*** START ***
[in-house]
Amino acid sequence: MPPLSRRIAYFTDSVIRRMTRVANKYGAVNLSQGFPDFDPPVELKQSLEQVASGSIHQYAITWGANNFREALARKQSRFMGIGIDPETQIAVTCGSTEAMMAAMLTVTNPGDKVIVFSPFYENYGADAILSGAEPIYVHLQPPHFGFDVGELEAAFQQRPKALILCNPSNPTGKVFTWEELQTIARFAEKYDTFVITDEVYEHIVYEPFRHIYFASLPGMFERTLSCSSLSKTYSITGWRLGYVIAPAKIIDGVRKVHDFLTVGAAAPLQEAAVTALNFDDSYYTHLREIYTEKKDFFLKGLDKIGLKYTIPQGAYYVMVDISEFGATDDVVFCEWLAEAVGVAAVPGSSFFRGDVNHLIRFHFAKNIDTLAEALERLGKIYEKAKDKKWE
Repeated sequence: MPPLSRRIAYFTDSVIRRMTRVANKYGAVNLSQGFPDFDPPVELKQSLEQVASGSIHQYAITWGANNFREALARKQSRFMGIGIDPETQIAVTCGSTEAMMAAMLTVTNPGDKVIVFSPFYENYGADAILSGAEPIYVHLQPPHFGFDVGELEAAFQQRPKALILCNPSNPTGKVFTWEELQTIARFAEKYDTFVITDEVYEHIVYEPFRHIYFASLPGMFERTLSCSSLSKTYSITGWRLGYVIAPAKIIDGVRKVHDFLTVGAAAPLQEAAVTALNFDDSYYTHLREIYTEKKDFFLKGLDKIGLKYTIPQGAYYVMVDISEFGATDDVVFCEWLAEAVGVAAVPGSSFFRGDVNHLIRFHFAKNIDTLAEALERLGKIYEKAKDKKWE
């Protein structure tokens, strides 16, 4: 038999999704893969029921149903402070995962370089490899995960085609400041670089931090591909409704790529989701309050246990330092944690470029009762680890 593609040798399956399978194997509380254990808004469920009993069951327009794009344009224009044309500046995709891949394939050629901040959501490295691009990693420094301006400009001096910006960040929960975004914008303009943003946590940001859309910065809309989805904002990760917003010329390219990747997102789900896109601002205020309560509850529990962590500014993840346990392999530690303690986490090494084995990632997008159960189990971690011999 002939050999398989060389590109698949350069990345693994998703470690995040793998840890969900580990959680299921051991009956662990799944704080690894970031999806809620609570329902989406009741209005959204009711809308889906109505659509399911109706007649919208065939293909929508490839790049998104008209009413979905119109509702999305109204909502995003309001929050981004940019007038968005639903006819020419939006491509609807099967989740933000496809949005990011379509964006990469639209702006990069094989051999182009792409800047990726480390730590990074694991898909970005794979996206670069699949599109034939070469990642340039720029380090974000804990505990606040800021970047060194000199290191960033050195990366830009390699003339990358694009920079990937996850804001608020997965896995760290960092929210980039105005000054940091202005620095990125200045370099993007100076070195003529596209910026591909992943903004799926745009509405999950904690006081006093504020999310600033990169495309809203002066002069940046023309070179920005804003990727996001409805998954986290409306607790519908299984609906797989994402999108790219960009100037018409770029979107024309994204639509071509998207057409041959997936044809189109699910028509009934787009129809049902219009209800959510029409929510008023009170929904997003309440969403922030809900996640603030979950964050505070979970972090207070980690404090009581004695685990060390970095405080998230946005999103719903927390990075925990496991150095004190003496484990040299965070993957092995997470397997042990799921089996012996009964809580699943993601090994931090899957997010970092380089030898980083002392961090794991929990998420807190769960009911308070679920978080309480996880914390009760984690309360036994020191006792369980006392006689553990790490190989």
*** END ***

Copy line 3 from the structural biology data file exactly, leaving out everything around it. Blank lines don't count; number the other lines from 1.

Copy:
Repeated sequence: MPPLSRRIAYFTDSVIRRMTRVANKYGAVNLSQGFPDFDPPVELKQSLEQVASGSIHQYAITWGANNFREALARKQSRFMGIGIDPETQIAVTCGSTEAMMAAMLTVTNPGDKVIVFSPFYENYGADAILSGAEPIYVHLQPPHFGFDVGELEAAFQQRPKALILCNPSNPTGKVFTWEELQTIARFAEKYDTFVITDEVYEHIVYEPFRHIYFASLPGMFERTLSCSSLSKTYSITGWRLGYVIAPAKIIDGVRKVHDFLTVGAAAPLQEAAVTALNFDDSYYTHLREIYTEKKDFFLKGLDKIGLKYTIPQGAYYVMVDISEFGATDDVVFCEWLAEAVGVAAVPGSSFFRGDVNHLIRFHFAKNIDTLAEALERLGKIYEKAKDKKWE